Review: Dystopian tales off the beaten track

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If you’re like me, and I know you are, then you’re as obsessed with stories of totalitarian regimes, post-apocalyptic nightmares, and genetically perfect super-societies as much as I am. But if I’m guessing correctly, you’ve read all the classics and are searching for more. If you haven’t already read them, though, then make sure to find a good armchair for novels like Orwell’s 1984, Huxley’s Brave New World, and maybe even Gibson’s Neuromancer. But beyond these staples of dystopian horror, there’s a whole terrifying world of novels, short stories, and films that don’t get the same kind of love.

First off, if you haven’t seen it, watch Brazil, a madcap dystopian fun ride from Terry Gilliam. Released in 1985, Gilliam’s tragicomic world mirrors 1984 but with a good spoonful more of ridiculous humor and a cameo by Robert DeNiro. Gilliam’s nightmare involves the totalitarian application of paperwork and the suppression of individual expression. Human life is boiled down into numbers and figures, and a good credit rating is worth immeasurable pain. It puts a smile on your face and a shiver up your spine.

Then there’s Amnesia Moon by Jonathan Lethem. Written in 1995, this novel pays tribute to the great Philip K. Dick by exploring many different exoskeletons for the dystopian adventure, each a tried and true, and further advanced, exploration of Dick’s contributions to science fiction. There’s the search for identity, dreams in the face of apocalyptic society, lots of hallucinogens, and a dude that controls all the food. It’s pretty sweet. And also, try out This Shape We Live In. It’s wacky and takes place… well, I shouldn’t say. But totally read it.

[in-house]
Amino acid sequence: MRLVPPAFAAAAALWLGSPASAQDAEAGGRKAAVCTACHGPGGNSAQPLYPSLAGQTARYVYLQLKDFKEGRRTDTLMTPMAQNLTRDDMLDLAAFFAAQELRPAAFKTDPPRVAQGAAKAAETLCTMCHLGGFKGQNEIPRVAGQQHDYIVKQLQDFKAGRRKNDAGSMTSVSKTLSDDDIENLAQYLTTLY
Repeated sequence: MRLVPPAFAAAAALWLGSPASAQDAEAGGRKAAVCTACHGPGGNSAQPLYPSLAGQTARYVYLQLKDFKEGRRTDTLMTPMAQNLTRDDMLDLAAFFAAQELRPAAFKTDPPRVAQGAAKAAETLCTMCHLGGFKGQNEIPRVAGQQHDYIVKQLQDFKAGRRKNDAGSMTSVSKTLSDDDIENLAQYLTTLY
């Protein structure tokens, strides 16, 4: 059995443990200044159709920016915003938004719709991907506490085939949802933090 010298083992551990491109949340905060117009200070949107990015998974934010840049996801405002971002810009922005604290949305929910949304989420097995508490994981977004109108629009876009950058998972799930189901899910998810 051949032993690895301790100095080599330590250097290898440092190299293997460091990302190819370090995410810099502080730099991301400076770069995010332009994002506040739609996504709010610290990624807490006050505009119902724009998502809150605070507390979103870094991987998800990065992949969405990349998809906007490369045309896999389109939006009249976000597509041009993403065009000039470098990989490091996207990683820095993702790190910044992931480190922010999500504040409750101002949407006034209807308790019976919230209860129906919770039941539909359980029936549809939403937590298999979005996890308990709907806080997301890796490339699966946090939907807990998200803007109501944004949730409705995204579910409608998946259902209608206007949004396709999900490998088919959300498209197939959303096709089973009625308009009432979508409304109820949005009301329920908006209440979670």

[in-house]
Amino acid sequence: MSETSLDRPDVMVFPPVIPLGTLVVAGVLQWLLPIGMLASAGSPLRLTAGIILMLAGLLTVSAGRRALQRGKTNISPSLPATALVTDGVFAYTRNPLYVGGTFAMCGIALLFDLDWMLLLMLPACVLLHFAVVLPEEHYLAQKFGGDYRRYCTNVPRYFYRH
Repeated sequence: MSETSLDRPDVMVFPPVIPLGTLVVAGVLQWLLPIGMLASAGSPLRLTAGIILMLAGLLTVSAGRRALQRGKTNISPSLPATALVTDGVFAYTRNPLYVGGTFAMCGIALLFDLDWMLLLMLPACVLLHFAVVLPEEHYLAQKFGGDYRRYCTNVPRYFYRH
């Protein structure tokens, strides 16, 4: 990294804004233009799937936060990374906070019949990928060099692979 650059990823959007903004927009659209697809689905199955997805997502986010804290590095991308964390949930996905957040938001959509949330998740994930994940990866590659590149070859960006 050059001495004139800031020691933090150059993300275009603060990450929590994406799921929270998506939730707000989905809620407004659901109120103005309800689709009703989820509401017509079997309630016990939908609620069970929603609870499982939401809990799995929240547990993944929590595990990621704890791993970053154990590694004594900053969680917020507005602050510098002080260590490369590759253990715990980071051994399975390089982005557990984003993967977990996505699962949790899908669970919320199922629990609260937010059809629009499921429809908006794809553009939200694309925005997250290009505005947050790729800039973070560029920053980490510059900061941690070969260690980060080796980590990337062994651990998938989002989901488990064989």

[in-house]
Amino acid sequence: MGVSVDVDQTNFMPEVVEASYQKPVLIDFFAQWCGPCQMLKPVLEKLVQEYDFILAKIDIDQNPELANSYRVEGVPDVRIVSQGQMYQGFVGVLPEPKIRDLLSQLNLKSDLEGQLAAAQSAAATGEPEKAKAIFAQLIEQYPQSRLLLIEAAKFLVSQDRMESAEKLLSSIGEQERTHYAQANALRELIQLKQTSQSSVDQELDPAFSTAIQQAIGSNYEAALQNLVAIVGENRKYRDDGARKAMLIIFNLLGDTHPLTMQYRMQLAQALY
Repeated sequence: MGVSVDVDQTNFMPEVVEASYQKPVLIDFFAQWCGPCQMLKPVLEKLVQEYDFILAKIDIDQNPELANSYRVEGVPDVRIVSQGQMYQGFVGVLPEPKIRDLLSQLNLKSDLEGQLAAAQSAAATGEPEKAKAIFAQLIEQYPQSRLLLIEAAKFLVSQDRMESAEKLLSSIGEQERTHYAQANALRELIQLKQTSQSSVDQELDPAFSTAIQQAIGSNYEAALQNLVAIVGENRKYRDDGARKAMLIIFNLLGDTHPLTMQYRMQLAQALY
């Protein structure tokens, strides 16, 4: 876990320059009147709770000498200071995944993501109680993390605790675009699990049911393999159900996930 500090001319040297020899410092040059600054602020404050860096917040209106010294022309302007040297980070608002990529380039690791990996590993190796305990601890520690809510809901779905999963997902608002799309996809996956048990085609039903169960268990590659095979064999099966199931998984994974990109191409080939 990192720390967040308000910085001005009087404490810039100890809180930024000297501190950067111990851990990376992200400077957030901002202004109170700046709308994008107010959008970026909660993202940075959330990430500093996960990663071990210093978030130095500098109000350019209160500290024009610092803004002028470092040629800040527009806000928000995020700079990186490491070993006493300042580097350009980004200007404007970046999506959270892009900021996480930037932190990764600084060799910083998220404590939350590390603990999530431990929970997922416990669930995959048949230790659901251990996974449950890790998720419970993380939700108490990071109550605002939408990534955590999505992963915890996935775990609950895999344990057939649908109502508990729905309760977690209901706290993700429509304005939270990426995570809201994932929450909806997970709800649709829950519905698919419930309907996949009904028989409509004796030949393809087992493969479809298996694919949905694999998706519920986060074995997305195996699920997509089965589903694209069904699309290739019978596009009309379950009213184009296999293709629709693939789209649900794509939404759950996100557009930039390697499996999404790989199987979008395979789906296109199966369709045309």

Speaking of Philip K. Dick, don’t ever just read one or two. Anyone will tell you to read Do Androids Dream of Electric Sheep?, The Man in the High Castle, and A Scanner Darkly, but make sure to rock out with The Three Stigmata of Palmer Eldritch, Ubik, and Time Out of Joint, among others. For Dick, just go to the nearest bookstore, gather as much as you can carry, and read away.

And if you’re into the truly horrible pick up a copy of High Rise, J.G. Ballard’s 1975 nightmare novel about a mega apartment block where all life is contained in the single eponymous building. A million citizens relying on one building to govern their lives and give them everything they need? Nothing could go wrong!

I would be remiss if I forgot one of my old favorites, though, and that is R.U.R. Karel Capek’s play, full name Rossum’s Universal Robots, introduced the word robot into fiction more or less as it is used today, all the way back in 1920, for Czech audiences. Although it’s written for the stage, it’s damn good reading and is a simplified, elegant, and beautiful depiction of robots learning of their own consciousness, without any Hollywood jazz or ill-devised twists. This is robots before they became about the money.

And last is Harlan Ellison’s crazy-ass short story “Repent Harlequin!” Said the Ticktock Man. Although Ellison is the biggest jerk in science fiction (no seriously, he’s an ass-hat), his 1965 story about time being currency not only one-ups that dumb Justin Timberlake film, but also infuses the genre with seriously insane linguistic fun and some gripping, scary ideas.

If this list isn’t enough, then check yourself harlequin and look into Ursula K. LeGuin, Connie Willis, Kazuo Ishiguro, and maybe even a novel called Penguin Island by Anatole France if you’re feeling saucy.

Review: Dystopian tales off the beaten track 1 vote

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